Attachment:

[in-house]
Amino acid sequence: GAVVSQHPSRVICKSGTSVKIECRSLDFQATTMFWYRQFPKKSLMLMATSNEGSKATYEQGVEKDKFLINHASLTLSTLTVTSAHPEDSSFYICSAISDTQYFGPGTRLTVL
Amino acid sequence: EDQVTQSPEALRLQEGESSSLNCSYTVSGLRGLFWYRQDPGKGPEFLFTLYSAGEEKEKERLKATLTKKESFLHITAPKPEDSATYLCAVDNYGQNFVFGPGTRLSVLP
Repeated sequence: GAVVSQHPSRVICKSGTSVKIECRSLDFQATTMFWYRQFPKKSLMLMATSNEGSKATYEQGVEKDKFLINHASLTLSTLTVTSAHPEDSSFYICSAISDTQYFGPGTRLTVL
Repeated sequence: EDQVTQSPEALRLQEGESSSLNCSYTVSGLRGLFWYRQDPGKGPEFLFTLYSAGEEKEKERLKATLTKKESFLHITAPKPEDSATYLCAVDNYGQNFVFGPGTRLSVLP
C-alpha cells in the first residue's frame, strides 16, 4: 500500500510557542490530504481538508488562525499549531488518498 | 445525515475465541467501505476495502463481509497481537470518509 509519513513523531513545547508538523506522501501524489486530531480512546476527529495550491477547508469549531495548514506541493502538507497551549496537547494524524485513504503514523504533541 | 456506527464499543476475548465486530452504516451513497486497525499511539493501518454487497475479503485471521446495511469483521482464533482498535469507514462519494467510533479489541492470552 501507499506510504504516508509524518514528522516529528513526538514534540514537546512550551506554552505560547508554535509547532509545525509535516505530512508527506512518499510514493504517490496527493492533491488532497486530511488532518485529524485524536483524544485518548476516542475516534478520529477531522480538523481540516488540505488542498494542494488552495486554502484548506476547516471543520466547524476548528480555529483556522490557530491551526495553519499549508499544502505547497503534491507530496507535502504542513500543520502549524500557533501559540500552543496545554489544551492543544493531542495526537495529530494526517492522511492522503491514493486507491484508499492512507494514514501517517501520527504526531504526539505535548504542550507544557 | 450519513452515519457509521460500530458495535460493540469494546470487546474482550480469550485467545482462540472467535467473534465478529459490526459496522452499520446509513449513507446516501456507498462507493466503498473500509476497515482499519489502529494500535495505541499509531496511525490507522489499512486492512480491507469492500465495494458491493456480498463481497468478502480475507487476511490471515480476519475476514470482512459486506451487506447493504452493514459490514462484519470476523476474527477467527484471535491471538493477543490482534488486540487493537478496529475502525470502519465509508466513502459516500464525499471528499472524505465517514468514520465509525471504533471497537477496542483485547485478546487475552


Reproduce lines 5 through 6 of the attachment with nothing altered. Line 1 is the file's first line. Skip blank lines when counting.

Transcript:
Repeated sequence: EDQVTQSPEALRLQEGESSSLNCSYTVSGLRGLFWYRQDPGKGPEFLFTLYSAGEEKEKERLKATLTKKESFLHITAPKPEDSATYLCAVDNYGQNFVFGPGTRLSVLP
C-alpha cells in the first residue's frame, strides 16, 4: 500500500510557542490530504481538508488562525499549531488518498 | 445525515475465541467501505476495502463481509497481537470518509 509519513513523531513545547508538523506522501501524489486530531480512546476527529495550491477547508469549531495548514506541493502538507497551549496537547494524524485513504503514523504533541 | 456506527464499543476475548465486530452504516451513497486497525499511539493501518454487497475479503485471521446495511469483521482464533482498535469507514462519494467510533479489541492470552 501507499506510504504516508509524518514528522516529528513526538514534540514537546512550551506554552505560547508554535509547532509545525509535516505530512508527506512518499510514493504517490496527493492533491488532497486530511488532518485529524485524536483524544485518548476516542475516534478520529477531522480538523481540516488540505488542498494542494488552495486554502484548506476547516471543520466547524476548528480555529483556522490557530491551526495553519499549508499544502505547497503534491507530496507535502504542513500543520502549524500557533501559540500552543496545554489544551492543544493531542495526537495529530494526517492522511492522503491514493486507491484508499492512507494514514501517517501520527504526531504526539505535548504542550507544557 | 450519513452515519457509521460500530458495535460493540469494546470487546474482550480469550485467545482462540472467535467473534465478529459490526459496522452499520446509513449513507446516501456507498462507493466503498473500509476497515482499519489502529494500535495505541499509531496511525490507522489499512486492512480491507469492500465495494458491493456480498463481497468478502480475507487476511490471515480476519475476514470482512459486506451487506447493504452493514459490514462484519470476523476474527477467527484471535491471538493477543490482534488486540487493537478496529475502525470502519465509508466513502459516500464525499471528499472524505465517514468514520465509525471504533471497537477496542483485547485478546487475552